TMS over M1 late in learning impairs retention of motor memory


The primary motor cortex (M1) is important for the long-term retention of motor memory (Hadipour-Niktarash et al., 2007). However it is still unclear whether M1 contributes to memory storage as a result of the processing of movement errors early during learning (when motor commands are constantly changing; Tan et al., 2014), or when performance is stabilizing late in learning (Classen et al., 2008). To address this issue, we used a visuomotor adaptation paradigm in which participants performed 500 reaching movements toward 10 visual targets. During the first 250 trials, we introduced a gradual rotation of the visual representation of the hand (1° every 10 trials for a total rotation of 25°). The last 250 trials were performed with a constant 25° rotation. We interfered with M1 processing using single-pulse transcranial magnetic stimulation (TMS) delivered at movement end, either when motor behavior was gradually changing (trials 0-250; Early TMS group) or when performance was stabilizing (trials 250-500; Late TMS group). A control group received no TMS during adaptation. Retention was assessed 24h later by measuring the angular error at peak velocity. Participants in all groups showed identical performance during adaptation and none consciously perceived the induced visuomotor rotation. Participants of the Late TMS group demonstrated significantly lower retention compared to the Control group (p<0.01). This suggests that post-movement activity in M1 late in learning, when motor performance is stabilizing and motor commands tend to repeat, is crucial for the long-term retention of motor memory during visuomotor adaptation.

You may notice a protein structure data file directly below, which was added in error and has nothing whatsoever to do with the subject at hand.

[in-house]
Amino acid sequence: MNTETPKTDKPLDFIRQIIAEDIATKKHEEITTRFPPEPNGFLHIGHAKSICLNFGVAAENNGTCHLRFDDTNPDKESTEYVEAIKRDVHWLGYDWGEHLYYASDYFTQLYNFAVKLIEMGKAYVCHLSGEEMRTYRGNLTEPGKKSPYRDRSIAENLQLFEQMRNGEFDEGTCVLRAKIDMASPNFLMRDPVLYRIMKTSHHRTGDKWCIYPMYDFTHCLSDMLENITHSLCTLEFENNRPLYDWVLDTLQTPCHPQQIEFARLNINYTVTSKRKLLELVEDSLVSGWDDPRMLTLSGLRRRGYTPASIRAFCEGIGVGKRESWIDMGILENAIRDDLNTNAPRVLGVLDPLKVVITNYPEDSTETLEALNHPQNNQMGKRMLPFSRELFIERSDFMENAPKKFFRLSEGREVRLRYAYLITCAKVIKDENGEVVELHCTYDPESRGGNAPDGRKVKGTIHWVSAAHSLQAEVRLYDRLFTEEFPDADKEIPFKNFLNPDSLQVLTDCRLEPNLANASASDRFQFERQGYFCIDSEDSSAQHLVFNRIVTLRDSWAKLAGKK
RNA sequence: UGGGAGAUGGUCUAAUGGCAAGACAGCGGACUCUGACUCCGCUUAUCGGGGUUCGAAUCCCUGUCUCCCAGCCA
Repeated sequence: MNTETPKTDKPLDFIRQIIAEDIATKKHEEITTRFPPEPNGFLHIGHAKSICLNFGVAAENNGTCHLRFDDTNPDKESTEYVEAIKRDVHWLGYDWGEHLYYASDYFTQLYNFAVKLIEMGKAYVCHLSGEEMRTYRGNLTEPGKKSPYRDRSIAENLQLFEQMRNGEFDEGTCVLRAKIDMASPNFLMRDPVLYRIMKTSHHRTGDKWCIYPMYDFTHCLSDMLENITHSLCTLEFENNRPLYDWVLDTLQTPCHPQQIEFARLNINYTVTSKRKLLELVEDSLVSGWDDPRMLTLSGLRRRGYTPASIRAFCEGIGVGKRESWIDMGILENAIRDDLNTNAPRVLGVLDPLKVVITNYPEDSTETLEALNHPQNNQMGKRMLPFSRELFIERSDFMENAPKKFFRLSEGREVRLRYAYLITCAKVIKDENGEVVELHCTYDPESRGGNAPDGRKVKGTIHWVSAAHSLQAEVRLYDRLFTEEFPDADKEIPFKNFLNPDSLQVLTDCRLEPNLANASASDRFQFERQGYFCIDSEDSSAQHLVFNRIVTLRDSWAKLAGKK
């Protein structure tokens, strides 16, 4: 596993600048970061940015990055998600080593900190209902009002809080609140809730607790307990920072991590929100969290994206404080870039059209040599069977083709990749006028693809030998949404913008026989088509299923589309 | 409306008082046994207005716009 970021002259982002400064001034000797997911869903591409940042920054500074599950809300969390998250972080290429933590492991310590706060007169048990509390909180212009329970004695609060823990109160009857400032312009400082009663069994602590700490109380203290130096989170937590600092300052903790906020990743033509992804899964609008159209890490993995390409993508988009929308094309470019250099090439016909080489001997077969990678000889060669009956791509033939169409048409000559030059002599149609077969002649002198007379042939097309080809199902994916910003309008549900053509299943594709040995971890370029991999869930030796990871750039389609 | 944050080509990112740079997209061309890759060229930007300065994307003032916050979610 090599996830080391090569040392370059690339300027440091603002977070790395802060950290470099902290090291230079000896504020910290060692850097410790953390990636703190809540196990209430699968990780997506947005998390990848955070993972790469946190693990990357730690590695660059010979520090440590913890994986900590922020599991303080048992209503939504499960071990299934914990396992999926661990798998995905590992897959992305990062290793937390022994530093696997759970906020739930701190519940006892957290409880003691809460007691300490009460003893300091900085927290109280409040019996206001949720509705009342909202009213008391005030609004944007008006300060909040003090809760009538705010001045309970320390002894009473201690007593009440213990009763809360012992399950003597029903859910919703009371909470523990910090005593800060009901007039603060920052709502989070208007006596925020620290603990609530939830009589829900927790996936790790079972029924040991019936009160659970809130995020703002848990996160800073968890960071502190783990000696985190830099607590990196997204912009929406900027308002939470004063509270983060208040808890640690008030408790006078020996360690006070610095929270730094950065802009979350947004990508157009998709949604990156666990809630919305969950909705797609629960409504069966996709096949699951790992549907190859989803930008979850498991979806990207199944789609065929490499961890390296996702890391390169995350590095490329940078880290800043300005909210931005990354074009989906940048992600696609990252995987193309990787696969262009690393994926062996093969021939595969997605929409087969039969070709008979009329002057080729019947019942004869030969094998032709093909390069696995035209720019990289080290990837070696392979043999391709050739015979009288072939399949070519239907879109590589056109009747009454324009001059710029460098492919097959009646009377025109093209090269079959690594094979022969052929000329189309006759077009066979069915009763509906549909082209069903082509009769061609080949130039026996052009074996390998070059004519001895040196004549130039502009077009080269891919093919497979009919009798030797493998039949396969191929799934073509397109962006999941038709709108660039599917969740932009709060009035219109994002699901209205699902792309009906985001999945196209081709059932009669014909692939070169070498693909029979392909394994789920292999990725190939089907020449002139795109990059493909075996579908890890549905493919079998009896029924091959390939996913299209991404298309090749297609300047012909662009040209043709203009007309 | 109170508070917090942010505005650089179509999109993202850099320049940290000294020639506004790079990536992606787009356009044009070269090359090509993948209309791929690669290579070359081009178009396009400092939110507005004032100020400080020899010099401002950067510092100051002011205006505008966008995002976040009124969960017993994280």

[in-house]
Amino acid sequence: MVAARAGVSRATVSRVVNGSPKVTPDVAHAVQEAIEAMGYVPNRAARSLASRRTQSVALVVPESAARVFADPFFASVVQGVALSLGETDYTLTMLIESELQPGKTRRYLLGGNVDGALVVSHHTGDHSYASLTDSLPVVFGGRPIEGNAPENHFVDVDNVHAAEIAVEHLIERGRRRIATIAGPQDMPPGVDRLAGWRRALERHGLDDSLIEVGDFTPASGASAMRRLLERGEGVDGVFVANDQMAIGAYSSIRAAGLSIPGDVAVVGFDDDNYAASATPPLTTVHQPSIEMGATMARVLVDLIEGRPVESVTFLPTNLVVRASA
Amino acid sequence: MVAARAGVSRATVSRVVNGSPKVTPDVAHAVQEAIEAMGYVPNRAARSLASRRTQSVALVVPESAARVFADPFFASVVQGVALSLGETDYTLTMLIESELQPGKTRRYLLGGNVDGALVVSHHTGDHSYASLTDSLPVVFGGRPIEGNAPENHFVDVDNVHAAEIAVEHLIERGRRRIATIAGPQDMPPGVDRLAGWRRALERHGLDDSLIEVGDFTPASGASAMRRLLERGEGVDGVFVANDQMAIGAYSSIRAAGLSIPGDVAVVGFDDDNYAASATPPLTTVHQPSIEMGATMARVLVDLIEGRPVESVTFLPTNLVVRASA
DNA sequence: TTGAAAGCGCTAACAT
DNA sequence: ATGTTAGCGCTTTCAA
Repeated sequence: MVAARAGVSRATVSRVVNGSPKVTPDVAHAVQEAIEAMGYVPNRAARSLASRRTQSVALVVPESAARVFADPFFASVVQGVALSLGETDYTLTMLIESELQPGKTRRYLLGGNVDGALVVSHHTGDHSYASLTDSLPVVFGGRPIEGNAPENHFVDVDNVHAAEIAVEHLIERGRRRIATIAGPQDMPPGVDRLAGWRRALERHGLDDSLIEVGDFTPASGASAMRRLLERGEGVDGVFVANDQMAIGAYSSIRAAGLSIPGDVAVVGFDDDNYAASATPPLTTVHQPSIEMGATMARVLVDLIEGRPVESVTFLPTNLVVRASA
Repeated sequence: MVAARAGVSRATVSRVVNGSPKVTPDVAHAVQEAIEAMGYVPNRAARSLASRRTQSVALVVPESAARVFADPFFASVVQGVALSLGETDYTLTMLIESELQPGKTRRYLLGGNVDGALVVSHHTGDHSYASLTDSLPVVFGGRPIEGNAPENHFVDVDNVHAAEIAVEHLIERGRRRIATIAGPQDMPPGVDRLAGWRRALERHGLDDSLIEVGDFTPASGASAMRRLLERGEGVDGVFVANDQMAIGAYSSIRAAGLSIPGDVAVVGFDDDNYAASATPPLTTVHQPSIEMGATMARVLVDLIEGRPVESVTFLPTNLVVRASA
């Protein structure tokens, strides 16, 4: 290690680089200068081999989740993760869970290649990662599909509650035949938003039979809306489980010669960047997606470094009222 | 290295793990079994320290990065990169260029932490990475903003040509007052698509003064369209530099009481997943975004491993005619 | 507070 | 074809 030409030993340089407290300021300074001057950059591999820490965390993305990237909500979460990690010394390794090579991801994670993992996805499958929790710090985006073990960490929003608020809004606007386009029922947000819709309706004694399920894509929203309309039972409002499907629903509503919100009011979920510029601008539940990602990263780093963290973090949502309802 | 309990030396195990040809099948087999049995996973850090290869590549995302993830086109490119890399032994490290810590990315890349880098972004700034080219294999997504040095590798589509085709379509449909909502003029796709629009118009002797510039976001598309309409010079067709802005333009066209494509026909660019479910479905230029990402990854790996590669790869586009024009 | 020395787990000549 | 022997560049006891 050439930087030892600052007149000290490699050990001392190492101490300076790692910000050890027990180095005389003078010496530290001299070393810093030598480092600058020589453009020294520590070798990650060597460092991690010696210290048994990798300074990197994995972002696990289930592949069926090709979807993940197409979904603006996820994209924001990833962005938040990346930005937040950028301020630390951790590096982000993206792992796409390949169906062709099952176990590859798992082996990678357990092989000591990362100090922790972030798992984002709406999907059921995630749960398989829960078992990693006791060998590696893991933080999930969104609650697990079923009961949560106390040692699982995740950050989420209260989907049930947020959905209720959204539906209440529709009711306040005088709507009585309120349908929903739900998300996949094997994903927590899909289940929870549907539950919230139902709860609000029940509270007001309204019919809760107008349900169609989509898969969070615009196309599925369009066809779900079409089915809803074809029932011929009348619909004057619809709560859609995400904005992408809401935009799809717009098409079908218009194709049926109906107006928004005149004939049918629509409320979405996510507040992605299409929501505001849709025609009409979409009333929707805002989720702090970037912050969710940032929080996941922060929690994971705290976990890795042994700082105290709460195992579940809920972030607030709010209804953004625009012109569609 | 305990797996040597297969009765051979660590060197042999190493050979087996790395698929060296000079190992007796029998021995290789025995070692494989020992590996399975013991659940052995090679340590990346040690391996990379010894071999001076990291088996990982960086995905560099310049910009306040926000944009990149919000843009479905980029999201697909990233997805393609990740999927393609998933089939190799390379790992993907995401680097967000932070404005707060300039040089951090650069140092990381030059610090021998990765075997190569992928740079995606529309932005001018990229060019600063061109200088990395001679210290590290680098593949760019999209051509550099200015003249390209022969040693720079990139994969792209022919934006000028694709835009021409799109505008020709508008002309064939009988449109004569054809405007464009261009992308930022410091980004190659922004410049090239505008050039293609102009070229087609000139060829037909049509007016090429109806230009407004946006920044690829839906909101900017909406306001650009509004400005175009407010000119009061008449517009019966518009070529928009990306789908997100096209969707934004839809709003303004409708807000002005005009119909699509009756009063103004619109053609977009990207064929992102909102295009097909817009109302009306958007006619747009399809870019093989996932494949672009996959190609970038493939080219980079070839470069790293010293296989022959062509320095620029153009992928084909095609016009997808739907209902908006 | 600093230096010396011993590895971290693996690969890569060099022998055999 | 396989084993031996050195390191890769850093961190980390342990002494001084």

Acknowledgments: This project has been funded by a Natural Sciences and Engineering Research Council of Canada (NSERC) award, a Fond de Recherche du Québec - Santé (FRQ-S) subvention and a Senate Research Committee Grant from Bishop's University.